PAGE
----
A recent business trip in India was unusual for me. I covered three cities (Bangalore, Chennai and Pune) in four days before returning to Mumbai. Most of my trips are single-city trips with me returning to Mumbai in a day or two. I was away from home for four days one of the longest in recent memory for a non-international trip.
When one travels, there is plenty of time to think. The three Jet Airways flights I took all ended up being delayed two by half-hour, and the third by an hour-and-a-half (there was a bird hit on the previous sector). The road journey from Mumbai airport to Pune and then back home took almost four hours each way even though the expressway part was covered in just over an hour.
This multi-city tour gave me a better understanding of the changing India. This Tech Talk is about the new India that is being constructed around us. As I look at around, I cannot help thinking that we have an opportunity to do things much better than what we are doing. We can make our cities much more livable and improve quality of life if we are prepared to think a little before we get down to doing things. The early results, though, are very mixed.
Take our roads, for example. Even after all these decades of road construction, we dont get it right. We build roads to last from monsoon to monsoon. The first heavy downpour of the season washes away the tarred surface. It is then a few months before we get to fixing these roads. A few months of delight and it is time for the next monsoon. Of course, some roads in cities like Mumbai have been concretised. They survive.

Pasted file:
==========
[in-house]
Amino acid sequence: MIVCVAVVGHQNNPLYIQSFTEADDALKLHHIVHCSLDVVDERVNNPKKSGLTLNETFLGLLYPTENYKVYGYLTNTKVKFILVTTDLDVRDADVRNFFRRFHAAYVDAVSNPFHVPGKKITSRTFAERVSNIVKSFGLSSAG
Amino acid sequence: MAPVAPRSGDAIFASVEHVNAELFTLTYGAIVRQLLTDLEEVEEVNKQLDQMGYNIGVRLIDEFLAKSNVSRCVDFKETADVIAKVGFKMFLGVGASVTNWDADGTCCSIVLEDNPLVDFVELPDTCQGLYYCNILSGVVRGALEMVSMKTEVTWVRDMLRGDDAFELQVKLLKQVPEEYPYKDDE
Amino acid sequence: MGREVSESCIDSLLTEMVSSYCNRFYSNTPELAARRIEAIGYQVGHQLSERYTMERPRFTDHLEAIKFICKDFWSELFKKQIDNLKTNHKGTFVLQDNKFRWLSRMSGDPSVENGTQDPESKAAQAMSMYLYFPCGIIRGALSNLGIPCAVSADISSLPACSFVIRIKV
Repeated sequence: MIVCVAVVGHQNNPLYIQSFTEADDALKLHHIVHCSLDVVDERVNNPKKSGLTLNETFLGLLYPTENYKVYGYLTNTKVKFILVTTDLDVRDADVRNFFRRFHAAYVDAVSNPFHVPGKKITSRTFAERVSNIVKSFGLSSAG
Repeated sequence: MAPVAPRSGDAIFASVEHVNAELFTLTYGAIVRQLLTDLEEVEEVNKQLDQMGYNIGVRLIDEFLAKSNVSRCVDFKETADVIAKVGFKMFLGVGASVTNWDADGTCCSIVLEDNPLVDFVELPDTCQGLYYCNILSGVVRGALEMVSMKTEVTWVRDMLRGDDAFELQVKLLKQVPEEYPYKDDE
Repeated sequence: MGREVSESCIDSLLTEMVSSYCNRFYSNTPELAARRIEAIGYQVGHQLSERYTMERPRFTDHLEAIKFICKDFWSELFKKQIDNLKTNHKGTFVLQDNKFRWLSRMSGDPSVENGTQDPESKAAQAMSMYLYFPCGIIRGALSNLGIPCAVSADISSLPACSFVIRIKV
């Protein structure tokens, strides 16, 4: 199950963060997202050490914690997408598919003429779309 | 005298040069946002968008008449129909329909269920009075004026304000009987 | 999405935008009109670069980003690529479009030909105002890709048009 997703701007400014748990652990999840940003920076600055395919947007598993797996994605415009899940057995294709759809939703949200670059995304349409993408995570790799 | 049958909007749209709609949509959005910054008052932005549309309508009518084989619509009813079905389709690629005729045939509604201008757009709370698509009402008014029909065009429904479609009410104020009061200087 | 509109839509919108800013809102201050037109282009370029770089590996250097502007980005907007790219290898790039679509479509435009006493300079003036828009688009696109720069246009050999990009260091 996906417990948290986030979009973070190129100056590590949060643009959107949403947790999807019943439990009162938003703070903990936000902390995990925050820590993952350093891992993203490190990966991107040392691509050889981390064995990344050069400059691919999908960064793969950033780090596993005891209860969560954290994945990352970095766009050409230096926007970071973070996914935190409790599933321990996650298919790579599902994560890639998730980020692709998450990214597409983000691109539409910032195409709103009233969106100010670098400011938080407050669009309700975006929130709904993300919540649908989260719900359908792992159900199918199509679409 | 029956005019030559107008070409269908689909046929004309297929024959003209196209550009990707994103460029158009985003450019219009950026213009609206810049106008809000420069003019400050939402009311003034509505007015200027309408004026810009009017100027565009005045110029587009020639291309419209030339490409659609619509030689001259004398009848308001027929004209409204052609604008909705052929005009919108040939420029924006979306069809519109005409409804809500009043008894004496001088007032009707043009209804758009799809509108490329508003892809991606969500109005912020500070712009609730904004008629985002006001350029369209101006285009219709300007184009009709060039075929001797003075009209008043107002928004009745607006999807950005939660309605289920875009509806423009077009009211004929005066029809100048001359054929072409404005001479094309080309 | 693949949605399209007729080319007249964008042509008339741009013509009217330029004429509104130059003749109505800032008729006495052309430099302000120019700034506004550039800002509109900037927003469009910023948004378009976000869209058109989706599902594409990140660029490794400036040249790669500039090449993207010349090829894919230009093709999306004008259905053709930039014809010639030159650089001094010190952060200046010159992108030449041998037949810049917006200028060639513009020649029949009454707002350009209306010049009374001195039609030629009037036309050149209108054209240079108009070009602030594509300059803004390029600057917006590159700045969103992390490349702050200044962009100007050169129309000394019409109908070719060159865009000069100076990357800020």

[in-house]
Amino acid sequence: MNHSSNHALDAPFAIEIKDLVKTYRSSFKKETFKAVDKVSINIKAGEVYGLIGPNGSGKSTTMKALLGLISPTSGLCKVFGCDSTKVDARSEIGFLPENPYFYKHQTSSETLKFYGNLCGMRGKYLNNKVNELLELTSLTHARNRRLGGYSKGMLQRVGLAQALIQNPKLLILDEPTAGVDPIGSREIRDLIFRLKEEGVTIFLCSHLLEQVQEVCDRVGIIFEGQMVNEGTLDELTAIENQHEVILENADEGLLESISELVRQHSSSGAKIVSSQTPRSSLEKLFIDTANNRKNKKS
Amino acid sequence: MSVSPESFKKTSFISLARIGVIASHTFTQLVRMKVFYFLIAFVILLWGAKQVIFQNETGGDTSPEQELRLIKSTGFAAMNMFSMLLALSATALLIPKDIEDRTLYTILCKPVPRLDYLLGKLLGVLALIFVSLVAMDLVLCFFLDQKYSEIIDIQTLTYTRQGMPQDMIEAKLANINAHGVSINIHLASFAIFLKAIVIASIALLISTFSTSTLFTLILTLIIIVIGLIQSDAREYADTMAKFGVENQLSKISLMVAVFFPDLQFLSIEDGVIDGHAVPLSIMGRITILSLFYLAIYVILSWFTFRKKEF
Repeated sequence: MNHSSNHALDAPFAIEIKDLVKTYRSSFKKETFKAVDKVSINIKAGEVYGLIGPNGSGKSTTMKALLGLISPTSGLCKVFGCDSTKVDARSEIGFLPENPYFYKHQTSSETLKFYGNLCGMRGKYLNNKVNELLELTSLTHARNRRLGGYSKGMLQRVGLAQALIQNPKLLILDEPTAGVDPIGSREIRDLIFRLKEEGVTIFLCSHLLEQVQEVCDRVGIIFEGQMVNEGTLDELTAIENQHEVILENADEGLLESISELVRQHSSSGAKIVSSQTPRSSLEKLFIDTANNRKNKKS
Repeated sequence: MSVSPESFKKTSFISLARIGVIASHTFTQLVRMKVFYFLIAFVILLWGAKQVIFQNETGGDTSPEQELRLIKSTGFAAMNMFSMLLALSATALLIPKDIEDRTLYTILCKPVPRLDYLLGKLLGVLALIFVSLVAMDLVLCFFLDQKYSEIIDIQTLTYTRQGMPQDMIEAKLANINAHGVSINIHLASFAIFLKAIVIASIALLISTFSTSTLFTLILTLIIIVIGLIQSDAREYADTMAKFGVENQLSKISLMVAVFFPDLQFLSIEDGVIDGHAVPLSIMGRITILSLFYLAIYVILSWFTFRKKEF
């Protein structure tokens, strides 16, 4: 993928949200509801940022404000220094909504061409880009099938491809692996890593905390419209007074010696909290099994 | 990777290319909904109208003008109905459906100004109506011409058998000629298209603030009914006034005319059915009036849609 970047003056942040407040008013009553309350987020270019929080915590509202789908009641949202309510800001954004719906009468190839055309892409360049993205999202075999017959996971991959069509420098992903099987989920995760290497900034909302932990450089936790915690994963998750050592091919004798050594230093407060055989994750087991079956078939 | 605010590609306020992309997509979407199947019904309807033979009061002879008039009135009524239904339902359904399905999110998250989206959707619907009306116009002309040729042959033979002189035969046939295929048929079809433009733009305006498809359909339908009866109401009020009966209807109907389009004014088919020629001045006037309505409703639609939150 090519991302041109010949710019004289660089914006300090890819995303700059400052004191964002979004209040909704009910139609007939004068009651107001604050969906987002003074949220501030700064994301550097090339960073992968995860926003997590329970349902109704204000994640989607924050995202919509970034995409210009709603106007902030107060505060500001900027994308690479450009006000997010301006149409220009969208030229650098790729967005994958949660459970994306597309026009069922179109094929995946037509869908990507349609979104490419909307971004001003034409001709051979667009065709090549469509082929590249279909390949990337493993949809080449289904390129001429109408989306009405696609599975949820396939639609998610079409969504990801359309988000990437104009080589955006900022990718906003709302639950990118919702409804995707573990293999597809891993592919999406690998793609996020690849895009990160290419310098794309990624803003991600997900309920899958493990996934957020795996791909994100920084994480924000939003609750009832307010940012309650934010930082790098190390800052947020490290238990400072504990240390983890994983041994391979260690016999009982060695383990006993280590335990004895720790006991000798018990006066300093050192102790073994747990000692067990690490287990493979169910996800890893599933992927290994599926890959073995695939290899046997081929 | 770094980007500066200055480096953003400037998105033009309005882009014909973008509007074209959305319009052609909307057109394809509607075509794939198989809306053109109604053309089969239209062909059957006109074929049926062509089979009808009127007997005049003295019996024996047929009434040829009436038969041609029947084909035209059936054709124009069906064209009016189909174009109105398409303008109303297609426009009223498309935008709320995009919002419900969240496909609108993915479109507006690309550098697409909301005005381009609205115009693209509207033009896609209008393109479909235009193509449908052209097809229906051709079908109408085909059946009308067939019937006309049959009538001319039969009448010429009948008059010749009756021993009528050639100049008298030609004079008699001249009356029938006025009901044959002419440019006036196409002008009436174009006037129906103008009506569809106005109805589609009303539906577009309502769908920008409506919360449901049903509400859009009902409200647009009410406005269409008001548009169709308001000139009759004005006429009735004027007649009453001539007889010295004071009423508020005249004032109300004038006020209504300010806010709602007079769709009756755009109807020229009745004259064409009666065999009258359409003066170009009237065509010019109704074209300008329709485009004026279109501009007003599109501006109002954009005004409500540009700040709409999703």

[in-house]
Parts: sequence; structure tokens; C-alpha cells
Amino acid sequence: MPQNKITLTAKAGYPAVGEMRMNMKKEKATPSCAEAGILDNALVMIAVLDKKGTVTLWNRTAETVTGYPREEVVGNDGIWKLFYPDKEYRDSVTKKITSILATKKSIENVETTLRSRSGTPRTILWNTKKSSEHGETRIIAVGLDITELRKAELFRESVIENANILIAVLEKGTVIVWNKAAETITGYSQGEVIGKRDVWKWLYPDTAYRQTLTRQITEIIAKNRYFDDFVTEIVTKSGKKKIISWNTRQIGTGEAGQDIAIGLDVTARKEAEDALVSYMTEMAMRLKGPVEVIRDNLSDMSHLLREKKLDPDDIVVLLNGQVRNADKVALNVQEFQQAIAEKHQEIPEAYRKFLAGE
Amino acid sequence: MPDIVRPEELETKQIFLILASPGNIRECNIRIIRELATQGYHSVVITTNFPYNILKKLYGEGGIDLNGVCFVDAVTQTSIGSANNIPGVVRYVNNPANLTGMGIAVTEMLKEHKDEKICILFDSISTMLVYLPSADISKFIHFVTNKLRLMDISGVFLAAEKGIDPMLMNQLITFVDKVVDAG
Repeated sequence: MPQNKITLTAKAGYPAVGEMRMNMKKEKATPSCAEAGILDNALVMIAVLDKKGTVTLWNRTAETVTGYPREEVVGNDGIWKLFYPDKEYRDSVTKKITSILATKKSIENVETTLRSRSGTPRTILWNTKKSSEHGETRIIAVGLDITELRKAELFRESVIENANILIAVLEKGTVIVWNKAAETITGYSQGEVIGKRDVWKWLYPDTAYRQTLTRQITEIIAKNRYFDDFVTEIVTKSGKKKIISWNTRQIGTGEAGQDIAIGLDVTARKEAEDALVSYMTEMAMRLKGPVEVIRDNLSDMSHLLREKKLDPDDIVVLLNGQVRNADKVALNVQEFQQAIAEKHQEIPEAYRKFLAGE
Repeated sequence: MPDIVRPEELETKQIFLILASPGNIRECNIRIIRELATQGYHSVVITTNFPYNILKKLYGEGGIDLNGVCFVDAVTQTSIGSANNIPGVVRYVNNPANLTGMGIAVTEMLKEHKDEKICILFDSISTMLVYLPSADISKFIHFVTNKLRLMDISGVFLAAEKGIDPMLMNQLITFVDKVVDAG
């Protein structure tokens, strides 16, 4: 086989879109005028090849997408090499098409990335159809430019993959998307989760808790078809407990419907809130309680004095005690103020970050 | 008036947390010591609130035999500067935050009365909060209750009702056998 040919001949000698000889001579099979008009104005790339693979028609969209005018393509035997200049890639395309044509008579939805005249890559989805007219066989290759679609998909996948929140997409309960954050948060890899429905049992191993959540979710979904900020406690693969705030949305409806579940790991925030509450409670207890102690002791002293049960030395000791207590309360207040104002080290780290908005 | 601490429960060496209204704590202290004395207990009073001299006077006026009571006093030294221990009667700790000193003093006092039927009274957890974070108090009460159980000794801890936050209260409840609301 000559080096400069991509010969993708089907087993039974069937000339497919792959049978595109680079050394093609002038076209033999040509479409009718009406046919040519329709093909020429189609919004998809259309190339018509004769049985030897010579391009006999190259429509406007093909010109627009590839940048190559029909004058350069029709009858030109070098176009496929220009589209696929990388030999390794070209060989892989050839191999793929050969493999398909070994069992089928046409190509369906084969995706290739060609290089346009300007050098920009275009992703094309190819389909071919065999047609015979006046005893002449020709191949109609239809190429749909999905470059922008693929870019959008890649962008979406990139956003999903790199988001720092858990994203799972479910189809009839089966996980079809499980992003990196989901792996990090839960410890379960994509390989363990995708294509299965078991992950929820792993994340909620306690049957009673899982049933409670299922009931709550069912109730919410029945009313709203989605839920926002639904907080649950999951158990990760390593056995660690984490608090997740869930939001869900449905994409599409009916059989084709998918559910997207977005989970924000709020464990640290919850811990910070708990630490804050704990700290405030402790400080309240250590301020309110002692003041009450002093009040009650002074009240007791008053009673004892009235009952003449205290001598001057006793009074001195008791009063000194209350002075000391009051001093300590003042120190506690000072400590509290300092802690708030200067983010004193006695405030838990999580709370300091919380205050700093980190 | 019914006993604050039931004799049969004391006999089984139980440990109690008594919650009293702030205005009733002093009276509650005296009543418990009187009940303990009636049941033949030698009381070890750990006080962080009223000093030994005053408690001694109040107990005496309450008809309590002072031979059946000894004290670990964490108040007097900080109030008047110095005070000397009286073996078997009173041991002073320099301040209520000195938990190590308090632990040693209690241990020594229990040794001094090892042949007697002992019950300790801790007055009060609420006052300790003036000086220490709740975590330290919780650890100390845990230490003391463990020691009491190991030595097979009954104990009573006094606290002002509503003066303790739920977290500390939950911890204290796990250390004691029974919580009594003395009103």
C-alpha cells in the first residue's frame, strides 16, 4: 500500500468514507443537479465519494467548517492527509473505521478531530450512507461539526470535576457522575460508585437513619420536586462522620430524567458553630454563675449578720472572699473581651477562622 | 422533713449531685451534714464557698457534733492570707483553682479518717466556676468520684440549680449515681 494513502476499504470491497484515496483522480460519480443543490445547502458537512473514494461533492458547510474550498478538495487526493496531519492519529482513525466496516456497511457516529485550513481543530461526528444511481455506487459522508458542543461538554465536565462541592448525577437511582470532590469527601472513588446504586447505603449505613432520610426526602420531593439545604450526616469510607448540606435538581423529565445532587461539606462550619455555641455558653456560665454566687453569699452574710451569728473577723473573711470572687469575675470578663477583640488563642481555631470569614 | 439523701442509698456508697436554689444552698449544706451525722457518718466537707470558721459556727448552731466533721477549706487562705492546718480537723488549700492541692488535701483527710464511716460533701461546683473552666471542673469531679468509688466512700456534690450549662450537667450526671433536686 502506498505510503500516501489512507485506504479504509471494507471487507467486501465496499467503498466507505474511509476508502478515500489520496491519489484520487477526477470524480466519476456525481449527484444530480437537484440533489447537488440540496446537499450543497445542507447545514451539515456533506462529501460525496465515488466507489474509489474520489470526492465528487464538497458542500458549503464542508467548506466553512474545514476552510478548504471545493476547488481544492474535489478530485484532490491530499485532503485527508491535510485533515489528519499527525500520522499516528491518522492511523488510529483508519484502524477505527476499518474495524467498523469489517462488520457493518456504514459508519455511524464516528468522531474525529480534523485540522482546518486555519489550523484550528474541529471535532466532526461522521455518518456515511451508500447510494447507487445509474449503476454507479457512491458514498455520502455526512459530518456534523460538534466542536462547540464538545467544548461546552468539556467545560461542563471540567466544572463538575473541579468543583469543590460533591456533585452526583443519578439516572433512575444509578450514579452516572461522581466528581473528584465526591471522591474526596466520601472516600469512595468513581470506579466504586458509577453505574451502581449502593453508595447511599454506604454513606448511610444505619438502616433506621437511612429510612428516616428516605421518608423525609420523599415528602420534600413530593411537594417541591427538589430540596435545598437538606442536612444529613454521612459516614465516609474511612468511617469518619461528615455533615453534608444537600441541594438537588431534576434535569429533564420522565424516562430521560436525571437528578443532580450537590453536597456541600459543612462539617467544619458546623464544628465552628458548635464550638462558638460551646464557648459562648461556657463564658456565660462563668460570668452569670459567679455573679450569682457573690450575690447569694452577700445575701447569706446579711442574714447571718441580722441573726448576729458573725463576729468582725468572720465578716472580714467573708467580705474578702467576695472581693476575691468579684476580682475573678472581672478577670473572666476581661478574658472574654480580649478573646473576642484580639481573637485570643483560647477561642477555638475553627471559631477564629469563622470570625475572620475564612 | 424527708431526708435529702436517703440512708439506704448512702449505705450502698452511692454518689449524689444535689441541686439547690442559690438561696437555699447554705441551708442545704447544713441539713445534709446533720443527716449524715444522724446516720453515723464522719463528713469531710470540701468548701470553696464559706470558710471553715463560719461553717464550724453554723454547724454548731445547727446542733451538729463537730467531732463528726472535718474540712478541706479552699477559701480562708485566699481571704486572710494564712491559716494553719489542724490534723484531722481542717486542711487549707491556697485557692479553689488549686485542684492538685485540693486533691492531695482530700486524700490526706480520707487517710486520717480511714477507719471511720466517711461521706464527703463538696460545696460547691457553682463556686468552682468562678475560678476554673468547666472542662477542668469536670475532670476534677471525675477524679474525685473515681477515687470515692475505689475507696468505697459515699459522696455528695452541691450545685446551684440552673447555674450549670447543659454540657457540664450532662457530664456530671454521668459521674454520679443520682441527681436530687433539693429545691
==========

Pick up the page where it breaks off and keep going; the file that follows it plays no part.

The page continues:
It should have been obvious to our municipal corporations that given the hyper-growth that is happening, we do not have time to fix the same problem again and again. We need to get it done right and move on. There is no shortage of things which need attention, especially since we do not believe in planning ahead. Ours is a reactive governance. When people (or the media) make noise about something, give attention to that problem and then provide a short-term fix.
Corruption at various levels is of course the obvious answer to why problems do not get a permanent fix. But I think it is more than that. I think it is also because we as a citizenry are very accepting of the poor public infrastructure that we find around us. A few decades of steadily diminishing expectations have conditioned us to be delighted by the good stuff we find around and inured us to the not-so-good stuff. We have set the bar too low. And as individuals, we feel helpless. What weight does one voice have? Or even a few. Everyone else seem to just be going about their lives silently.
This is the part we now have to change. And for the first time, we have the tools to do so. We need to, however, reset our expectations and raise the bar of what we consider satisfactory in the things that we see around us. Citizen activism is what will help us build a better India. But before we look at the how, let me share some more of my experiences.
Tomorrow: The Bad